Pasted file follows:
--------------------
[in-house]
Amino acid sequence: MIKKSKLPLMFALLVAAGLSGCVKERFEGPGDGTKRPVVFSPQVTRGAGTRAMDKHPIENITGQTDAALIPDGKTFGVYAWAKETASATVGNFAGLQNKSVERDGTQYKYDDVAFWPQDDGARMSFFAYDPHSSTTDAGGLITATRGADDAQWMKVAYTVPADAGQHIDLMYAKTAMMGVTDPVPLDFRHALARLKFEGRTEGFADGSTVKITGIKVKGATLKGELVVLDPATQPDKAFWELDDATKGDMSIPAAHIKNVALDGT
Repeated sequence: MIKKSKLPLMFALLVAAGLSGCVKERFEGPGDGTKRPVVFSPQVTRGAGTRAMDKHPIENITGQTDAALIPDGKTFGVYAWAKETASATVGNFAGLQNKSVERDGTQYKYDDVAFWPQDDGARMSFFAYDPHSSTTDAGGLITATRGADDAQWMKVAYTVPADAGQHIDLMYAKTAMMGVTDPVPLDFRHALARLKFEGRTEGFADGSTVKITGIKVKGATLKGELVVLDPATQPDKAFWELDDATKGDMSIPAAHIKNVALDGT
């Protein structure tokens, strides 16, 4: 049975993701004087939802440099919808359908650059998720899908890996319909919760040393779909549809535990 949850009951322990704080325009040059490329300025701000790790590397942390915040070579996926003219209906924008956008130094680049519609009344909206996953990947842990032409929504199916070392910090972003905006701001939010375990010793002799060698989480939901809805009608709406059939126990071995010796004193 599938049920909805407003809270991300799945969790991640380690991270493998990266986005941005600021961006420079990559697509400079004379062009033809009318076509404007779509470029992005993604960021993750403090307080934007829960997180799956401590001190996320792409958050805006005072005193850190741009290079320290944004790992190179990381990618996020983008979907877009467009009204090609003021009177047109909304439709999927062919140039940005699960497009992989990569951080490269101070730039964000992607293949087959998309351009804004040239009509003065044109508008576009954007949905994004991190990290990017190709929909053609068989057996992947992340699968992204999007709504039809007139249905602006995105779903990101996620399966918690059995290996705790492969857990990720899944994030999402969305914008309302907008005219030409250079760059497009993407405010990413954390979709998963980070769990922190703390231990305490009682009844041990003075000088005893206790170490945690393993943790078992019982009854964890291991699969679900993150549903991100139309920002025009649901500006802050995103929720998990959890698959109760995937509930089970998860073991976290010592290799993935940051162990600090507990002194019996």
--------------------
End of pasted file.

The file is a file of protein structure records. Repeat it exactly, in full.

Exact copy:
[in-house]
Amino acid sequence: MIKKSKLPLMFALLVAAGLSGCVKERFEGPGDGTKRPVVFSPQVTRGAGTRAMDKHPIENITGQTDAALIPDGKTFGVYAWAKETASATVGNFAGLQNKSVERDGTQYKYDDVAFWPQDDGARMSFFAYDPHSSTTDAGGLITATRGADDAQWMKVAYTVPADAGQHIDLMYAKTAMMGVTDPVPLDFRHALARLKFEGRTEGFADGSTVKITGIKVKGATLKGELVVLDPATQPDKAFWELDDATKGDMSIPAAHIKNVALDGT
Repeated sequence: MIKKSKLPLMFALLVAAGLSGCVKERFEGPGDGTKRPVVFSPQVTRGAGTRAMDKHPIENITGQTDAALIPDGKTFGVYAWAKETASATVGNFAGLQNKSVERDGTQYKYDDVAFWPQDDGARMSFFAYDPHSSTTDAGGLITATRGADDAQWMKVAYTVPADAGQHIDLMYAKTAMMGVTDPVPLDFRHALARLKFEGRTEGFADGSTVKITGIKVKGATLKGELVVLDPATQPDKAFWELDDATKGDMSIPAAHIKNVALDGT
């Protein structure tokens, strides 16, 4: 049975993701004087939802440099919808359908650059998720899908890996319909919760040393779909549809535990 949850009951322990704080325009040059490329300025701000790790590397942390915040070579996926003219209906924008956008130094680049519609009344909206996953990947842990032409929504199916070392910090972003905006701001939010375990010793002799060698989480939901809805009608709406059939126990071995010796004193 599938049920909805407003809270991300799945969790991640380690991270493998990266986005941005600021961006420079990559697509400079004379062009033809009318076509404007779509470029992005993604960021993750403090307080934007829960997180799956401590001190996320792409958050805006005072005193850190741009290079320290944004790992190179990381990618996020983008979907877009467009009204090609003021009177047109909304439709999927062919140039940005699960497009992989990569951080490269101070730039964000992607293949087959998309351009804004040239009509003065044109508008576009954007949905994004991190990290990017190709929909053609068989057996992947992340699968992204999007709504039809007139249905602006995105779903990101996620399966918690059995290996705790492969857990990720899944994030999402969305914008309302907008005219030409250079760059497009993407405010990413954390979709998963980070769990922190703390231990305490009682009844041990003075000088005893206790170490945690393993943790078992019982009854964890291991699969679900993150549903991100139309920002025009649901500006802050995103929720998990959890698959109760995937509930089970998860073991976290010592290799993935940051162990600090507990002194019996």